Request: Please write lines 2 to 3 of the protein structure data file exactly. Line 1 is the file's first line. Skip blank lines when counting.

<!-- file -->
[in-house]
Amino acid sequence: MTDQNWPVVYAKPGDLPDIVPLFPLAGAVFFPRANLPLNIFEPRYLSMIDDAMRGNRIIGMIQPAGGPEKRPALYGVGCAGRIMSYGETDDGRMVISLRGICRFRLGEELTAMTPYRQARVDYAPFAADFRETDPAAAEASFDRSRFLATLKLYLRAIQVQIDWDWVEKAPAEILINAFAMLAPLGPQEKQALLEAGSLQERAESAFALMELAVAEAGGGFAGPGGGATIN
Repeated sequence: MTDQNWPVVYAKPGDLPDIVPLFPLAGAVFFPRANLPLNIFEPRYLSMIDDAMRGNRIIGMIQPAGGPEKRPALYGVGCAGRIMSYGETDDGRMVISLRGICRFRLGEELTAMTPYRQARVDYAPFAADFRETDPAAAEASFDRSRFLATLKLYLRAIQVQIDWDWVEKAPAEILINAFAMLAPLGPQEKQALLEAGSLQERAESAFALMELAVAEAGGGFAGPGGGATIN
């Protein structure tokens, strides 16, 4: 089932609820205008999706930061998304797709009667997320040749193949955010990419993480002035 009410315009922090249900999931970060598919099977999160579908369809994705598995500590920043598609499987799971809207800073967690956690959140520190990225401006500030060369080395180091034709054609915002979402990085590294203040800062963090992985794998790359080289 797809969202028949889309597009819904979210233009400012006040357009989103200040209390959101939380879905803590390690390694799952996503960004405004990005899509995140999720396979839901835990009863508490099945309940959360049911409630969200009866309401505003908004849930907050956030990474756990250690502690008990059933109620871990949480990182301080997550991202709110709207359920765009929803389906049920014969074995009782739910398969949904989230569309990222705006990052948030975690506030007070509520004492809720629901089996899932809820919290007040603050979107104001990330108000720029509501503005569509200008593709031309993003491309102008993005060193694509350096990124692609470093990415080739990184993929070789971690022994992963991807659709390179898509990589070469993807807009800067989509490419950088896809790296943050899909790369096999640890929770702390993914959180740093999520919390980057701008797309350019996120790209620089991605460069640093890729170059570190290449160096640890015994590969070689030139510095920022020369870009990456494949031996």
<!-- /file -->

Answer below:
Amino acid sequence: MTDQNWPVVYAKPGDLPDIVPLFPLAGAVFFPRANLPLNIFEPRYLSMIDDAMRGNRIIGMIQPAGGPEKRPALYGVGCAGRIMSYGETDDGRMVISLRGICRFRLGEELTAMTPYRQARVDYAPFAADFRETDPAAAEASFDRSRFLATLKLYLRAIQVQIDWDWVEKAPAEILINAFAMLAPLGPQEKQALLEAGSLQERAESAFALMELAVAEAGGGFAGPGGGATIN
Repeated sequence: MTDQNWPVVYAKPGDLPDIVPLFPLAGAVFFPRANLPLNIFEPRYLSMIDDAMRGNRIIGMIQPAGGPEKRPALYGVGCAGRIMSYGETDDGRMVISLRGICRFRLGEELTAMTPYRQARVDYAPFAADFRETDPAAAEASFDRSRFLATLKLYLRAIQVQIDWDWVEKAPAEILINAFAMLAPLGPQEKQALLEAGSLQERAESAFALMELAVAEAGGGFAGPGGGATIN